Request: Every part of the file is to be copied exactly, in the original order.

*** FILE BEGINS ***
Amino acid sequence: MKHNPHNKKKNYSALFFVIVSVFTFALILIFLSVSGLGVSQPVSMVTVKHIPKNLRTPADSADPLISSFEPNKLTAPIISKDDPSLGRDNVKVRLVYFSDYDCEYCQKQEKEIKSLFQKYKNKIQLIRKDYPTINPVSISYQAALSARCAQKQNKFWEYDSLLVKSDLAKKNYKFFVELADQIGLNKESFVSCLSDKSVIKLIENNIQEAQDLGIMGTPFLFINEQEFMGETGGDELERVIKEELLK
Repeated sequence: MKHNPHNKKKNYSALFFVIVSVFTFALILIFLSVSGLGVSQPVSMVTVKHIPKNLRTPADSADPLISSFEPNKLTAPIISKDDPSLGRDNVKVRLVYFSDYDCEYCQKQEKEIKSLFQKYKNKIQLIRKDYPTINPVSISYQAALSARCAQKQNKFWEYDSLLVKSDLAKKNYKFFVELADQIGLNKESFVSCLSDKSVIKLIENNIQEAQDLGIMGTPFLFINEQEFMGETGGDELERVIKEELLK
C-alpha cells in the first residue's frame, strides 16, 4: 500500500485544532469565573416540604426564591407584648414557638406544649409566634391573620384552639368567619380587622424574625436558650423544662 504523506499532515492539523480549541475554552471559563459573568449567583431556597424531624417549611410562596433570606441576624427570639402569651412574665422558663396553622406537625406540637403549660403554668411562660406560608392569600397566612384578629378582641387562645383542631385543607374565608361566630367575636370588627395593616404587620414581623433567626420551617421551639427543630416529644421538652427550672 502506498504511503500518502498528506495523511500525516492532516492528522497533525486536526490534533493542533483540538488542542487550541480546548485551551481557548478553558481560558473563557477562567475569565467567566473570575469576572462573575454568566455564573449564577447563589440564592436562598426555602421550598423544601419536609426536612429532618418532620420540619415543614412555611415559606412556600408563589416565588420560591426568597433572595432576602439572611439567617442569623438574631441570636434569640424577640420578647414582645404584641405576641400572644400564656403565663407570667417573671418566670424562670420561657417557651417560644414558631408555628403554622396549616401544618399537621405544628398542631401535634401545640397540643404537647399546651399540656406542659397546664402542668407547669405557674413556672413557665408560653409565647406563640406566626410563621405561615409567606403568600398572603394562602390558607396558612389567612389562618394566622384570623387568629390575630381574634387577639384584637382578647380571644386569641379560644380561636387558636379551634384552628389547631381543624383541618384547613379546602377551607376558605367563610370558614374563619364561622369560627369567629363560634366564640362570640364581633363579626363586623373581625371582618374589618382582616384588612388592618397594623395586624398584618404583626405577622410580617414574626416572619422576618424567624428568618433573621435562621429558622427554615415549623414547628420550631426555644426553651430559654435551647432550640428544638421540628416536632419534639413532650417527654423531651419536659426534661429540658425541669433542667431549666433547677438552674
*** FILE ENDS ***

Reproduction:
Amino acid sequence: MKHNPHNKKKNYSALFFVIVSVFTFALILIFLSVSGLGVSQPVSMVTVKHIPKNLRTPADSADPLISSFEPNKLTAPIISKDDPSLGRDNVKVRLVYFSDYDCEYCQKQEKEIKSLFQKYKNKIQLIRKDYPTINPVSISYQAALSARCAQKQNKFWEYDSLLVKSDLAKKNYKFFVELADQIGLNKESFVSCLSDKSVIKLIENNIQEAQDLGIMGTPFLFINEQEFMGETGGDELERVIKEELLK
Repeated sequence: MKHNPHNKKKNYSALFFVIVSVFTFALILIFLSVSGLGVSQPVSMVTVKHIPKNLRTPADSADPLISSFEPNKLTAPIISKDDPSLGRDNVKVRLVYFSDYDCEYCQKQEKEIKSLFQKYKNKIQLIRKDYPTINPVSISYQAALSARCAQKQNKFWEYDSLLVKSDLAKKNYKFFVELADQIGLNKESFVSCLSDKSVIKLIENNIQEAQDLGIMGTPFLFINEQEFMGETGGDELERVIKEELLK
C-alpha cells in the first residue's frame, strides 16, 4: 500500500485544532469565573416540604426564591407584648414557638406544649409566634391573620384552639368567619380587622424574625436558650423544662 504523506499532515492539523480549541475554552471559563459573568449567583431556597424531624417549611410562596433570606441576624427570639402569651412574665422558663396553622406537625406540637403549660403554668411562660406560608392569600397566612384578629378582641387562645383542631385543607374565608361566630367575636370588627395593616404587620414581623433567626420551617421551639427543630416529644421538652427550672 502506498504511503500518502498528506495523511500525516492532516492528522497533525486536526490534533493542533483540538488542542487550541480546548485551551481557548478553558481560558473563557477562567475569565467567566473570575469576572462573575454568566455564573449564577447563589440564592436562598426555602421550598423544601419536609426536612429532618418532620420540619415543614412555611415559606412556600408563589416565588420560591426568597433572595432576602439572611439567617442569623438574631441570636434569640424577640420578647414582645404584641405576641400572644400564656403565663407570667417573671418566670424562670420561657417557651417560644414558631408555628403554622396549616401544618399537621405544628398542631401535634401545640397540643404537647399546651399540656406542659397546664402542668407547669405557674413556672413557665408560653409565647406563640406566626410563621405561615409567606403568600398572603394562602390558607396558612389567612389562618394566622384570623387568629390575630381574634387577639384584637382578647380571644386569641379560644380561636387558636379551634384552628389547631381543624383541618384547613379546602377551607376558605367563610370558614374563619364561622369560627369567629363560634366564640362570640364581633363579626363586623373581625371582618374589618382582616384588612388592618397594623395586624398584618404583626405577622410580617414574626416572619422576618424567624428568618433573621435562621429558622427554615415549623414547628420550631426555644426553651430559654435551647432550640428544638421540628416536632419534639413532650417527654423531651419536659426534661429540658425541669433542667431549666433547677438552674